George Theocharides, the Chairman of the Cyprus Securities and Exchange Commission (CySEC), has emphasized the necessity for Eurobank to proceed with a mandatory public offer to acquire the entire capital of Hellenic Bank. In an interview with the Cyprus News Agency (CNA), Theocharides stressed the importance of adhering to regulatory processes and compliance in transactions of this nature.
Eurobank recently announced its intent to acquire a 17.3 percent stake (71,428,572 shares) in Hellenic Bank from Poppy S.à r.l. The agreed price for this stake amounts to €167.9 million (€2.35 per share), with potential adjustments based on factors including the transaction's completion date and subsequent public offer terms.
Upon the successful acquisition of the additional 17.3 percent stake, Eurobank's ownership in Hellenic Bank is set to rise from 29.2 percent to 46.5 percent. However, the transaction remains contingent on receiving regulatory approvals.
The CySEC Chairman elaborated on the necessary legal steps for Eurobank's augmented stake acquisition in Hellenic Bank. These steps involve securing approvals from supervisory authorities, including the Central Bank of Cyprus, the European Central Bank, the Single Supervisory Mechanism, and the Commission for the Protection of Competition. Theocharides highlighted that this procedural phase is anticipated to span several months.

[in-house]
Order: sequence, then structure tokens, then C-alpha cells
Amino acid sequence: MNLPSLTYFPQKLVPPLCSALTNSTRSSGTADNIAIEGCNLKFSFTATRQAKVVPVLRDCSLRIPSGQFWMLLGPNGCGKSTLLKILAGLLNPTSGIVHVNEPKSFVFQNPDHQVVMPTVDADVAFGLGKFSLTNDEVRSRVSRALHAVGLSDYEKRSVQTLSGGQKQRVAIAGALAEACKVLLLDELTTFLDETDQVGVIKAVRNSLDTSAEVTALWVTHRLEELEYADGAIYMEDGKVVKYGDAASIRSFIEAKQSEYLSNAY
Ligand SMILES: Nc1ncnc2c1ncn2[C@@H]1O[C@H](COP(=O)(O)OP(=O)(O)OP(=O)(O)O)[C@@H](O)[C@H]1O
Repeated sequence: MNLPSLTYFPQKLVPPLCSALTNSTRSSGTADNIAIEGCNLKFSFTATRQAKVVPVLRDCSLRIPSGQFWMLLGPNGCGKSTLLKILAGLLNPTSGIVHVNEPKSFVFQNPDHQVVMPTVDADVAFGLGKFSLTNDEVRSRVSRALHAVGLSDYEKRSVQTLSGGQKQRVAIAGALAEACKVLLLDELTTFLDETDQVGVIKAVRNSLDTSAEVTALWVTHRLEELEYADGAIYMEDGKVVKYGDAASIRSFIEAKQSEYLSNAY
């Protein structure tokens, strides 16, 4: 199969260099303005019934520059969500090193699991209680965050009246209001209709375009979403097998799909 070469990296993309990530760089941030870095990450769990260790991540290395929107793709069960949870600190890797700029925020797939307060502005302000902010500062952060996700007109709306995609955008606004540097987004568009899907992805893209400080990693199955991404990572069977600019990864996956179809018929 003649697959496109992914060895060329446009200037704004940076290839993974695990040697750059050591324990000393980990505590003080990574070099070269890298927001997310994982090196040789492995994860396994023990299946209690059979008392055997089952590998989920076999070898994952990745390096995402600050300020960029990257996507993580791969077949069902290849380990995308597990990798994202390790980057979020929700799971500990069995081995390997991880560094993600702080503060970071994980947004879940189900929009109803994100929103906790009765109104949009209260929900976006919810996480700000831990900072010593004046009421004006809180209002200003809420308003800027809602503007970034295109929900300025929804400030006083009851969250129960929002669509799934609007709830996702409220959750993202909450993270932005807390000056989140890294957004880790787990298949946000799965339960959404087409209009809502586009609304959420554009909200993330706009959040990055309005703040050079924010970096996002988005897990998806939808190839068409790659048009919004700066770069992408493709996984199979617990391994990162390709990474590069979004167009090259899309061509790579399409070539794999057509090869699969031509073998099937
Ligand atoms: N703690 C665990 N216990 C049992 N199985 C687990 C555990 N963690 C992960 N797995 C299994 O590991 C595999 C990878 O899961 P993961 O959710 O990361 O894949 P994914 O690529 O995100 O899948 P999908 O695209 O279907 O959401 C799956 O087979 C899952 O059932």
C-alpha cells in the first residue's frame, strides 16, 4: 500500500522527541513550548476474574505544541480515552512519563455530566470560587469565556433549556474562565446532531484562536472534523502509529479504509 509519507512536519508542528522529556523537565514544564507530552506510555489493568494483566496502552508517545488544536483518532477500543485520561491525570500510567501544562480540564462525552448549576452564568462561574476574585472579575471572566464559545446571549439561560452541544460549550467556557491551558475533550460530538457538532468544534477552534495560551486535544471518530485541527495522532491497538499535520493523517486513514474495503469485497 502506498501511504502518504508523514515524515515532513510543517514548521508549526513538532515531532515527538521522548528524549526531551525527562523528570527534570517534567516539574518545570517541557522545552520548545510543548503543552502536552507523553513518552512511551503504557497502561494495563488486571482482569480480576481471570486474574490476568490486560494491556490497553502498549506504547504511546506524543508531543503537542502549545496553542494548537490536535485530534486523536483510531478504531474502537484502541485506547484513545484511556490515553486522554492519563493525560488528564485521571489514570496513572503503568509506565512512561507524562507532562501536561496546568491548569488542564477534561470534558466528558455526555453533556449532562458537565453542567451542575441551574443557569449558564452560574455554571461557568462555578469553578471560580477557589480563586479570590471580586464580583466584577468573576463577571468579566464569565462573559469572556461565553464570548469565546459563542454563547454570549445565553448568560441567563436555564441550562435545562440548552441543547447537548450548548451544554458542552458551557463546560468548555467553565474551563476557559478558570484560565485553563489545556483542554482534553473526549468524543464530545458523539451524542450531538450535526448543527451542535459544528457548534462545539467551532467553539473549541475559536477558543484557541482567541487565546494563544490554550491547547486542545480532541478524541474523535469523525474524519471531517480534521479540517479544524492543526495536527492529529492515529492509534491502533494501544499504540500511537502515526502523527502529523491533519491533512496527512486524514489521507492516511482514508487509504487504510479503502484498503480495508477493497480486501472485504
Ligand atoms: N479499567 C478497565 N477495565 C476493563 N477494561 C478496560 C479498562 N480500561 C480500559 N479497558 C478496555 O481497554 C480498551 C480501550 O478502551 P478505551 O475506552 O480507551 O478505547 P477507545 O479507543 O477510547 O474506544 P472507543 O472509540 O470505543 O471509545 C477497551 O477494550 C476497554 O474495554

Addressing the legislative framework in Cyprus, Theocharides clarified that if a company acquires more than 30 percent of the share capital of a listed entity, it is mandated to extend a public offer to the target company's shareholders to acquire the entirety of its share capital.
To establish control, Eurobank needs to secure at least 50 percent plus one share of Hellenic Bank's shares. While the acquisition of 46.5 percent is pending regulatory green lights, an additional 3.5 percent plus one share is required to fulfill this criterion.
Responding to inquiries about Hellenic Bank's potential delisting from the stock exchange following Eurobank's attainment of 50 percent plus one share, Theocharides negated the need for delisting. He clarified that for a public company to delist, an acquisition exceeding 90 percent of its share capital is necessary, thereby facilitating a squeeze-out of minority shareholders.
In the event of an unsuccessful public offer, Theocharides outlined that Eurobank would face a restricted period during which it cannot pursue further share acquisitions of Hellenic Bank. Subsequent to this interval, Eurobank could explore the possibility of presenting a new public offer.
Theocharides' stance underscores the importance of adhering to regulatory protocols in ensuring the integrity and transparency of financial transactions, particularly in significant acquisition endeavors within the banking sector.
By fLEXI tEAM